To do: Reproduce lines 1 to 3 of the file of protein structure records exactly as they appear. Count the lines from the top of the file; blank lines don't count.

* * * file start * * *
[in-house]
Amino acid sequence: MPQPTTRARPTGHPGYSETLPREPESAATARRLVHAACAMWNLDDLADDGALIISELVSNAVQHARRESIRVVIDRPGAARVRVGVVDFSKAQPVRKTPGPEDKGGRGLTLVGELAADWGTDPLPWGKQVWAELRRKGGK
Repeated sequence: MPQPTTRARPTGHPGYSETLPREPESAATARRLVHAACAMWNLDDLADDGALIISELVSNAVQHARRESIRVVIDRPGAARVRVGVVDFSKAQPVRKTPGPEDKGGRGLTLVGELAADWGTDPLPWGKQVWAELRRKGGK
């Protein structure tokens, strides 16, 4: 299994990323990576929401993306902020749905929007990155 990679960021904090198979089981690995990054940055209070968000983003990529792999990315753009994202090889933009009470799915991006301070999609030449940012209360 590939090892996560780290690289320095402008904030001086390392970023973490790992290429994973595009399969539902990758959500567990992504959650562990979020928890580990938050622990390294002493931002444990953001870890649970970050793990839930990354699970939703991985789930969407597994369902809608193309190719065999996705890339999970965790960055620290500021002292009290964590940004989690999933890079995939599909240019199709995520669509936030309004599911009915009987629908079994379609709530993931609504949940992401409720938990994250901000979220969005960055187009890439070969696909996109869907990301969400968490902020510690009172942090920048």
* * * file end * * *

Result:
[in-house]
Amino acid sequence: MPQPTTRARPTGHPGYSETLPREPESAATARRLVHAACAMWNLDDLADDGALIISELVSNAVQHARRESIRVVIDRPGAARVRVGVVDFSKAQPVRKTPGPEDKGGRGLTLVGELAADWGTDPLPWGKQVWAELRRKGGK
Repeated sequence: MPQPTTRARPTGHPGYSETLPREPESAATARRLVHAACAMWNLDDLADDGALIISELVSNAVQHARRESIRVVIDRPGAARVRVGVVDFSKAQPVRKTPGPEDKGGRGLTLVGELAADWGTDPLPWGKQVWAELRRKGGK